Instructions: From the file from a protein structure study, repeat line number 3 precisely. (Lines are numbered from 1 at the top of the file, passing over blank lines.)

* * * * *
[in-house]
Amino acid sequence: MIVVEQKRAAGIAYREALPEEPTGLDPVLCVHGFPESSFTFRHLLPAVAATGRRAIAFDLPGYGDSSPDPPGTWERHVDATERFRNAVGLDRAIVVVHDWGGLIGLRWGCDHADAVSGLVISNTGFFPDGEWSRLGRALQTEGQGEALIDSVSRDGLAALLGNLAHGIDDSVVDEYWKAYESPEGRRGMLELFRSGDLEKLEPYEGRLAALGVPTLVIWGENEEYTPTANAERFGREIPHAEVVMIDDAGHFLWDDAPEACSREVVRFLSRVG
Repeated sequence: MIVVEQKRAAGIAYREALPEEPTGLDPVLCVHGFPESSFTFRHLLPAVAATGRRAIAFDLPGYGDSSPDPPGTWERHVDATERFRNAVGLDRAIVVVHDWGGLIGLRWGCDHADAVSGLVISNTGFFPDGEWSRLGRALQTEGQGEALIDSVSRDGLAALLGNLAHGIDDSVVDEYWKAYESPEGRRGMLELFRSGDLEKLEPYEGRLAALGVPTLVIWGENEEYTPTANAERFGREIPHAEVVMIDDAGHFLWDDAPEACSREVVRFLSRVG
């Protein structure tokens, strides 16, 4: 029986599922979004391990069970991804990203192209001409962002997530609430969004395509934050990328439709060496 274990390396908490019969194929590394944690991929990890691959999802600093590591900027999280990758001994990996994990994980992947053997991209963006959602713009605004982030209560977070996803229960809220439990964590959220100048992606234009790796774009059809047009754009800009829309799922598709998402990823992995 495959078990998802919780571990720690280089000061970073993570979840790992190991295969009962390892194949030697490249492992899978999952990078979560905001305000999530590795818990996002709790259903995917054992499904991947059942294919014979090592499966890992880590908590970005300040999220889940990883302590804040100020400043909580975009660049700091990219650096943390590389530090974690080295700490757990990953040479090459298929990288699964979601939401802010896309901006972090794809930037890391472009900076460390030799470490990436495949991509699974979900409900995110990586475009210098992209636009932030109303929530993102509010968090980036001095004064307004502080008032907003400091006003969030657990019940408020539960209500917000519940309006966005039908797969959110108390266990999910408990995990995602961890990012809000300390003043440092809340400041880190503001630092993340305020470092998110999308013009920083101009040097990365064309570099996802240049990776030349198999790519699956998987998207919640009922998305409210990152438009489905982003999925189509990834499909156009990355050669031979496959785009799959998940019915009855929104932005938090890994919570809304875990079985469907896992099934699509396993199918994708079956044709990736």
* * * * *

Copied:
Repeated sequence: MIVVEQKRAAGIAYREALPEEPTGLDPVLCVHGFPESSFTFRHLLPAVAATGRRAIAFDLPGYGDSSPDPPGTWERHVDATERFRNAVGLDRAIVVVHDWGGLIGLRWGCDHADAVSGLVISNTGFFPDGEWSRLGRALQTEGQGEALIDSVSRDGLAALLGNLAHGIDDSVVDEYWKAYESPEGRRGMLELFRSGDLEKLEPYEGRLAALGVPTLVIWGENEEYTPTANAERFGREIPHAEVVMIDDAGHFLWDDAPEACSREVVRFLSRVG